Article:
Wednesday, March 22, 2017 | 2 a.m.
An ongoing study led by a UNLV professor showed motorists in high-income areas are more likely to travel through an intersection while a black pedestrian was in a crosswalk, compared to a white person crossing at the same intersection.
Smart Growth America ranked Nevada as the 12th most dangerous state to be a pedestrian last year, with Las Vegas ranking as the 21st most dangerous metropolitan area (out of 52). The number of pedestrian deaths in Nevada has increased three years in a row. In March 2016, the state declared an epidemic of pedestrian fatalities with numbers up 46 percent from the same time period in 2015.
UNLV community health sciences professor Courtney Coughenour came up with the idea for the study about minority pedestrians after reviewing a similar study in Oregon.
“We saw in a study out of Portland that there was a bias in driving-yielding behavior,” Coughenour said. “Las Vegas is more sprawling (than Portland), and research shows that (sprawl) results in higher rates of pedestrian crashes. So we wanted to see if there was a difference between downtown Portland and sprawling Las Vegas.”
The study used two women, one white and one African-American, and had them take turns crossing the same street in a high-income area and one in a low-income area on different sides of the Las Vegas Valley.
The two women crossed the street 30 times each in both neighborhoods from 10 a.m. to noon on a Saturday and Sunday.
Researchers observed two specific driving behaviors of motorists while the crossing tests were conducted.
• How many cars passed in the nearest lane before yielding while the pedestrian waited near the crosswalk on the curb, attempting to make eye contact with the driver and waiting for the car in the nearest lane to begin braking.
• How many motorists drove through the crosswalk while the pedestrian was actually in the process of crossing their half of the road.
The study discovered that, at the high-income neighborhood crosswalk, drivers were slightly less likely to yield for the white pedestrian waiting curbside (47 percent of the time) than the black pedestrian (55 percent of the time).
Different results were seen by researchers once the pedestrians stepped into the road. At that same high-income crosswalk, significantly more motorists drove through the crosswalk while the black pedestrian was already in the road compared to the white pedestrian.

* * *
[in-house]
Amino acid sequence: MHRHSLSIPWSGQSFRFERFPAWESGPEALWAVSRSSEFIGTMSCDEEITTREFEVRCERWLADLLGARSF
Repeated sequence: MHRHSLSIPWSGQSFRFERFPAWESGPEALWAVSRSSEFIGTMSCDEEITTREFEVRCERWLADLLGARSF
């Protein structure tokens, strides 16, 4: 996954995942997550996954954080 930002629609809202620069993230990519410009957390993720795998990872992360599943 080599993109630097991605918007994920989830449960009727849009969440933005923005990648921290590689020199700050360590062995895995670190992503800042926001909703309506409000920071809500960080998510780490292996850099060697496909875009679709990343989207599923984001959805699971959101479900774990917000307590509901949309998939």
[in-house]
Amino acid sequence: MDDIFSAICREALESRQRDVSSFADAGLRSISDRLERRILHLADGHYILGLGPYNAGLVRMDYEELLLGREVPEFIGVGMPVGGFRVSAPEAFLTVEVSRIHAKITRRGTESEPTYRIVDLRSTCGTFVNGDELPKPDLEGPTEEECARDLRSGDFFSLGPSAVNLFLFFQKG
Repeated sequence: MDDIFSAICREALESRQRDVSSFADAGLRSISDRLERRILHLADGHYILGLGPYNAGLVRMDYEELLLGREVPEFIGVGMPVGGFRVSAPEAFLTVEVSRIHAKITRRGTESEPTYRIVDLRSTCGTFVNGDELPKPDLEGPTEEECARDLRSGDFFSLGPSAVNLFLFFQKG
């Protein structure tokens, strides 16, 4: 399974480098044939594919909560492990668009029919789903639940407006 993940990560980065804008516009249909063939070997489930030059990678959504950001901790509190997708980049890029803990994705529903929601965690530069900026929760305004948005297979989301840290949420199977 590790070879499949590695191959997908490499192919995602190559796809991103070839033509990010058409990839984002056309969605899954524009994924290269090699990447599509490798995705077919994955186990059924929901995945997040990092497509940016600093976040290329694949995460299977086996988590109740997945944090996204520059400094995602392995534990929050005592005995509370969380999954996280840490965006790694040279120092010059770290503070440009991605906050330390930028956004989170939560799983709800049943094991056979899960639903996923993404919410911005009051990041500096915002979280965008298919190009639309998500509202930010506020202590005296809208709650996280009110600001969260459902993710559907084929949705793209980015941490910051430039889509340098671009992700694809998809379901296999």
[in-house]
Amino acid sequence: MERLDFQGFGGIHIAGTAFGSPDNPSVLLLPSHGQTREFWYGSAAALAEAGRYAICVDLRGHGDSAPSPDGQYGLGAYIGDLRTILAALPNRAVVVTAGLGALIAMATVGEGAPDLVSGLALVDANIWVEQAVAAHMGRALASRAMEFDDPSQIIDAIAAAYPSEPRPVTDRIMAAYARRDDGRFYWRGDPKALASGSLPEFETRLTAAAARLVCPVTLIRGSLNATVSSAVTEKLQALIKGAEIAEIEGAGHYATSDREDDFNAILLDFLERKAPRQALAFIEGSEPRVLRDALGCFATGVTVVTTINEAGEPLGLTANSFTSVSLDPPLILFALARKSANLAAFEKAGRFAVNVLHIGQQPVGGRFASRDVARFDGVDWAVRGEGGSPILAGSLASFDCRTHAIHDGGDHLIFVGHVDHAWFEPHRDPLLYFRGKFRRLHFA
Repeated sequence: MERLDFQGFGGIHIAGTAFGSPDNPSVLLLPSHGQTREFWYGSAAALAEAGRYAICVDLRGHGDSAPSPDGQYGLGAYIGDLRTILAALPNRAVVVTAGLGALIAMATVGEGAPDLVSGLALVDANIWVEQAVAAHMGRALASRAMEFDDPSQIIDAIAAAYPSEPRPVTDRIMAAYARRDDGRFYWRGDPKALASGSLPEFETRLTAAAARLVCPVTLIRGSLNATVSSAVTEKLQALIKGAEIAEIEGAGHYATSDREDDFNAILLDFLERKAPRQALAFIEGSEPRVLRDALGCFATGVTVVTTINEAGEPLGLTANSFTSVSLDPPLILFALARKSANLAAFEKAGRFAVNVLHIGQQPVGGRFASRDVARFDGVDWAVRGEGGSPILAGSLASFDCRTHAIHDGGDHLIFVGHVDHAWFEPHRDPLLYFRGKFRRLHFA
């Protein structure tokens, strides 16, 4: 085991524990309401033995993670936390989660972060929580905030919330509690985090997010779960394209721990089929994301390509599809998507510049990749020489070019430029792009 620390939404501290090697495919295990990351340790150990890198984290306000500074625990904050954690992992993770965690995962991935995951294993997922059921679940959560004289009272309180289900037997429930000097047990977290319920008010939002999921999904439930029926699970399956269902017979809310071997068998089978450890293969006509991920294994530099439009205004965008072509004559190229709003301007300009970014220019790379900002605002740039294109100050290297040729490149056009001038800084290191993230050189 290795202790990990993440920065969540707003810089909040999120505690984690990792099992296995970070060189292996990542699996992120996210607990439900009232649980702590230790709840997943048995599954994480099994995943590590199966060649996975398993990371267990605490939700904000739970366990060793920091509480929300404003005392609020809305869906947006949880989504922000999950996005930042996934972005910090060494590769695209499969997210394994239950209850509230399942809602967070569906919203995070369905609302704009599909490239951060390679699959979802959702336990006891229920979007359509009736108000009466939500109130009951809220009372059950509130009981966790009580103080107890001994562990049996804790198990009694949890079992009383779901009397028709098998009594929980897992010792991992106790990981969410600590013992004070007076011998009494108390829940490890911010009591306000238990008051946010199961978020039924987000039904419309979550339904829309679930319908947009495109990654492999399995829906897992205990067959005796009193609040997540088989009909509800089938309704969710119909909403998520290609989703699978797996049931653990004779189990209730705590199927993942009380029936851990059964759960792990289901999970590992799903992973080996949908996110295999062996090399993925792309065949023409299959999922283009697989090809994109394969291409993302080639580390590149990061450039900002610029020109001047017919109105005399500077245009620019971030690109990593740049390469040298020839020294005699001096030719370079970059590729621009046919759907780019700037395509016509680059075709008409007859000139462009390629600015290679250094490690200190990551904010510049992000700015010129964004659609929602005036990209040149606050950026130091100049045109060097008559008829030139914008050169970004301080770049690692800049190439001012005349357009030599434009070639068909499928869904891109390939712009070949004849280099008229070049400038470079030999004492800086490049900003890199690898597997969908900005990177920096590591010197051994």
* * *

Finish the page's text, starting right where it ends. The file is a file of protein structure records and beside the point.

The findings showed that one or more cars drove through the intersection 20.6 percent of the time while the black pedestrian was actively crossing compared to 2.9 percent of the time while the white pedestrian crossing. That works out to a 7-to-1 ratio.
Overall, the study revealed motorists yielded to a pedestrian waiting curbside only 51.5 percent of the time in the high-income neighborhood and 70.7 percent of the time at the low-income crosswalk, no matter the race of the pedestrian.
Although she expected a bias based on the study in Portland, Coughenour was still surprised by the numbers.
“(I was surprised) in the differences with the yielding, to whether if someone was on the sidewalk or if the person was in the road,” Coughenour said.
In the low-income neighborhood, there was no notable difference in driver yield rates for pedestrians either on the curb or in the road, the study showed.
Researchers questioned but did not study whether the different speed limits on the opposing sides of the valley (45 mph in high-income, 35 mph in lower-income) or if drivers not being accustomed to seeing pedestrians played a role in the findings.
In addition to lower speed limits and pedestrian safety enhancements, better enforcement of crosswalk rules and information campaigns to remind motorists they must yield to pedestrians would help, Coughenour said.
“No one type of user owns the road; cars, pedestrians and cyclists have the same right to those shared spaces and deserve respect," she said.
Coughenour hopes to get conversations started to raise awareness for pedestrians and motorists alike.
“We have to talk about these things in order to address the biases that exist,” she said.